Standards Update on 3D ICs and TSVs
By James Amano, Director, SEMI International Standards
Update: Presentations from the 3D IC Technology Forum recently held at SEMICON Taiwan are now available online – click here.
Three-dimensional integrated circuits (3D ICs) – composed of a stack of two-dimensional die – are increasingly cited as being part of the solution to the semiconductor industry keeping pace with Moore’s Law. While current integration schemes such as wire bond and flip chip have been in production for some time, the next generation of 3D integration incorporates through-silicon via (TSV) technology as the primary method of interconnect between the die. TSVs are one of the most rapidly developing technologies in the semiconductor industry and promise a fundamental shift for current multi-chip integration and packaging approaches. Without manufacturing standards, however, cost-effective, high-volume manufacturing will be difficult to achieve. As Ms. Urmi Ray of Qualcomm’s Advanced Technology & Integration Group states, “A key to the success, cost-effectiveness and early adoption of 3D TSV technology is development of technical standards.”
3D ICs have the potential for increased performance, smaller footprints, and reduced cost and power consumption. However, multiple manufacturing challenges must first be solved, as 3D ICs’ increased design and mechanical complexity can lead to signal interference, increased manufacturing defects, and thermal management issues. In order to gather industry input and identify potential standardization topics, SEMI and SEMATECH hosted a 3D Interconnect Challenges and Need for Standards Workshop during SEMICON West. This workshop identified areas of concern for 3D TSV integration and the gaps between existing technologies and future solutions. Speakers also shared their experiences dealing with TSV-connected die and wafers as well as thin wafer handling and shipping.
The workshop aimed for a better understanding of how new and existing wafer metrology technologies can be utilized, modified or enhanced to measure and improve 3D interconnect processes. Participants came from all industry segments: foundries, OSATs, IDMs, Fabless, research institutions and equipment and material vendors such as TSMC, UMC, Amkor, ASE, Samsung, Qualcomm, ITRI, IMEC, Applied Materials, Novellus, KLA-Tencor, Brewer Science, and 3M.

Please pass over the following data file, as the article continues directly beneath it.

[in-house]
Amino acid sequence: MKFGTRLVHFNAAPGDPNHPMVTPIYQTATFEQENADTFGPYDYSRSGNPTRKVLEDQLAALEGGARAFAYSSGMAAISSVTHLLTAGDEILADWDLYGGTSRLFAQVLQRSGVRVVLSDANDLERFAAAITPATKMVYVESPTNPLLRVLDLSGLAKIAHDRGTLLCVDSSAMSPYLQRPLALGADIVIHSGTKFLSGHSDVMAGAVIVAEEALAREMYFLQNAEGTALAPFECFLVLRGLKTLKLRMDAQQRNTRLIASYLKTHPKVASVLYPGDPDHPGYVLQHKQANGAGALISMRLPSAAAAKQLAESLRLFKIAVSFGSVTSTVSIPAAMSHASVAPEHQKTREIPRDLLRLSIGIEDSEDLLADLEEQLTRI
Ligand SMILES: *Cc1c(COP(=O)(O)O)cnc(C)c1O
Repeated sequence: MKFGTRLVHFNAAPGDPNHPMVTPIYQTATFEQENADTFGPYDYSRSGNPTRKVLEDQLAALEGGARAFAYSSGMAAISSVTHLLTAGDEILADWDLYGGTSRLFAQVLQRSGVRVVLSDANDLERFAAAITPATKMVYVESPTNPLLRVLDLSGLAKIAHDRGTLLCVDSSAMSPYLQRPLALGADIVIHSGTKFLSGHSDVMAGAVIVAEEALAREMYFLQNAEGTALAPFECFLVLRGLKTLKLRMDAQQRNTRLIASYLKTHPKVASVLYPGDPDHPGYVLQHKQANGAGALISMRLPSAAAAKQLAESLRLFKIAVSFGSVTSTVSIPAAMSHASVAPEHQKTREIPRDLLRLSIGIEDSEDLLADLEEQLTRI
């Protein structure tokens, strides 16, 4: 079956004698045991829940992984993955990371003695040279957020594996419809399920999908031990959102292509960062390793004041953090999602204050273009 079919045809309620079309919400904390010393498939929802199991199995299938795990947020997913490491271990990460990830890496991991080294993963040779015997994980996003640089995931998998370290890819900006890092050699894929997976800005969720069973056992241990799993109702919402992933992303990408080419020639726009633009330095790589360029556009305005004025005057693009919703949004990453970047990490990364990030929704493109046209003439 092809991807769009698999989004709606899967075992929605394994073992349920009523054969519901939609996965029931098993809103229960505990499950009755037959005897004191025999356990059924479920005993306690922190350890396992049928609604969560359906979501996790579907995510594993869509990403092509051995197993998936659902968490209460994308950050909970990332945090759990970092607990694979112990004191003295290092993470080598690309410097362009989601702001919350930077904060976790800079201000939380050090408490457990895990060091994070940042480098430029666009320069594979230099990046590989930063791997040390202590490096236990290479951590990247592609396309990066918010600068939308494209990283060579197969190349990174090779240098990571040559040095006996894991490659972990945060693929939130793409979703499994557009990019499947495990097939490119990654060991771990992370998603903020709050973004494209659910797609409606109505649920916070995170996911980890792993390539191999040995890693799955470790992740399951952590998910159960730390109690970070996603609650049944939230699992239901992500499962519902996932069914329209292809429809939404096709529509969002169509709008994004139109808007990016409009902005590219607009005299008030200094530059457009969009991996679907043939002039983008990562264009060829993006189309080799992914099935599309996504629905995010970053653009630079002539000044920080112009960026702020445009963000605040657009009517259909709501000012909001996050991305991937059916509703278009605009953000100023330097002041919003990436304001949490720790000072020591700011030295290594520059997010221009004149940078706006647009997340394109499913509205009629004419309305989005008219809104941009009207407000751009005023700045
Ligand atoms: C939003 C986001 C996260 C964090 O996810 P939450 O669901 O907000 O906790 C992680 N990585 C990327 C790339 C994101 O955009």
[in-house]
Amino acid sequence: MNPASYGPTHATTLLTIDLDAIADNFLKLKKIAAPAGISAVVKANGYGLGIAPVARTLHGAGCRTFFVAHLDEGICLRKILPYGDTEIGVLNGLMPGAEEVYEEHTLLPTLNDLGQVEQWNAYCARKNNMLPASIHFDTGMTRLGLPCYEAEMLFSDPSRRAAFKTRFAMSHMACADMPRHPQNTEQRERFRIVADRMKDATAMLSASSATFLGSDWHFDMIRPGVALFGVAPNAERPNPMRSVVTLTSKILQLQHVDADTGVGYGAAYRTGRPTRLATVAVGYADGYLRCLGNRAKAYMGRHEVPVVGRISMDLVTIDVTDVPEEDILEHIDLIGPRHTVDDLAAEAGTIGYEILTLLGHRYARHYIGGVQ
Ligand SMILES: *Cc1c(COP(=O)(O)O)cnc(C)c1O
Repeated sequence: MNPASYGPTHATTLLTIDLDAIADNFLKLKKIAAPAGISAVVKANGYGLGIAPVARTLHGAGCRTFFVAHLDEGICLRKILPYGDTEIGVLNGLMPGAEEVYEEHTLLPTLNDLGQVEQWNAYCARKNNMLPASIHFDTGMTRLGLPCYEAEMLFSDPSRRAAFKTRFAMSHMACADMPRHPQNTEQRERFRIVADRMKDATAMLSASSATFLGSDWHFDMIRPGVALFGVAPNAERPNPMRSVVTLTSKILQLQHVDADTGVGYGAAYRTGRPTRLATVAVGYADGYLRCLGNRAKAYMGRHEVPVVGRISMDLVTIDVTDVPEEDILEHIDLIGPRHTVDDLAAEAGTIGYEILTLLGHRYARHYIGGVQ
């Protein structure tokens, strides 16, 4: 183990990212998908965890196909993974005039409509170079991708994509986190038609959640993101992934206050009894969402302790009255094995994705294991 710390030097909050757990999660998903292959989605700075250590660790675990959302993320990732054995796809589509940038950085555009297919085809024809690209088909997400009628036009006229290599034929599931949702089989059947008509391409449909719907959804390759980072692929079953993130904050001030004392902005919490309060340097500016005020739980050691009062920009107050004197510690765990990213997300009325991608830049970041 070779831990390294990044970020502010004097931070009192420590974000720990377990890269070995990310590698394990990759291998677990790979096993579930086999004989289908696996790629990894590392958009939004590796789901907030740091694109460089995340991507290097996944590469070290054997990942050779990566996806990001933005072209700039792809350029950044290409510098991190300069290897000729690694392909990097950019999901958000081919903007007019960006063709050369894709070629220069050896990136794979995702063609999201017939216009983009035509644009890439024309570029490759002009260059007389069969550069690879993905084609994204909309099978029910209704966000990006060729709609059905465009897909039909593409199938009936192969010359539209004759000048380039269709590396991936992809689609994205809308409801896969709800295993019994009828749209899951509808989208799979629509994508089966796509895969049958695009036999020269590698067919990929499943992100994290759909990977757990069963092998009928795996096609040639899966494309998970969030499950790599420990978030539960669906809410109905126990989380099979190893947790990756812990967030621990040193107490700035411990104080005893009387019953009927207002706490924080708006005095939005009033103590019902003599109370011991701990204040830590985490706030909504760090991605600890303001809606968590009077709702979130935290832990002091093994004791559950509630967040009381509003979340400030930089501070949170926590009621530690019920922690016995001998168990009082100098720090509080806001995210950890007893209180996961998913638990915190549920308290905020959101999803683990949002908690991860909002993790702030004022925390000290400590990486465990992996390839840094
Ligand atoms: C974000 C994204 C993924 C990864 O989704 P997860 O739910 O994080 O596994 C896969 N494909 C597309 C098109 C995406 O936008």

Applicability of current standards was also discussed, as several SEMI Standards were referenced and could easily be adapted or modified for use with bonded wafers. One of the speakers, Andy Rudack of SEMATECH said “I am now violating SEMI Standards about 25 times a day” in his attempt to use current single wafer standards while processing multiple bonded wafers. For example, bonded wafer pairs used for 3D interconnect and TSVs often violate the parameters specified in SEMI M1.15 and in the multiple SEMI Standards that reference SEMI M1 as an applicable Standard, for topics such as edge trim, thickness, and identification marking. Thinned wafer handling also has multiple challenges to overcome, such as factory-to-factory transport, handling during debonding, handling at the die singulation stage, and die pick/place during flip chip construction.
This workshop was the first step towards putting together a SEMI Standards Working Group to focus on well-timed standardization of processes, equipment, and materials. Successful development of needed Standards will require collaboration and participation across the supply chain, particularly more communication and information sharing between the design, test, and manufacturing communities, to accelerate market adoption. In addition, communication between SEMI and other SDOs will be vital in harnessing expert resources.
The outcome of this workshop was the identification of three target areas to focus standardization efforts within SEMI: Bonded Wafer Pair, to be led by Andy Rudack, SEMATECH; Inspection/Metrology, to be led by Chris Moore, Semilab; and Thin wafer handling/shipping to be led by Urmi Ray, Qualcomm. Topics to be addressed within each area are:
- Wafer weight/robotic end effectors
- Cross slot/double slotted wafer alarms
- Damage in wafer carriers –FOUPs/FOSBs
- Wafer handling errors/damage/breakage
- Via depth control
- Ability to measure depth accurately and consistently
Wafer bumping induced failures (Foundry, IDM, OSAT)
- Wafer thinning: via reveal and wafer stress failures
- Thinned wafer handling: sputter, WSS
Assembly induced failures (Foundry, IDM, OSAT)
- Die joining: chip-chip, chip-wafer, chip-substrate
- Module joining: die to wafer, die to die, die stack to substrate
Test induced failures (Foundry, IDM, OSAT)
- Pressure, contact damage, etc
Current plans are to continue dialogue among the stakeholders during SEMICON Taiwan. For further information, please contact me at firstname.lastname@example.org.
August 3, 2010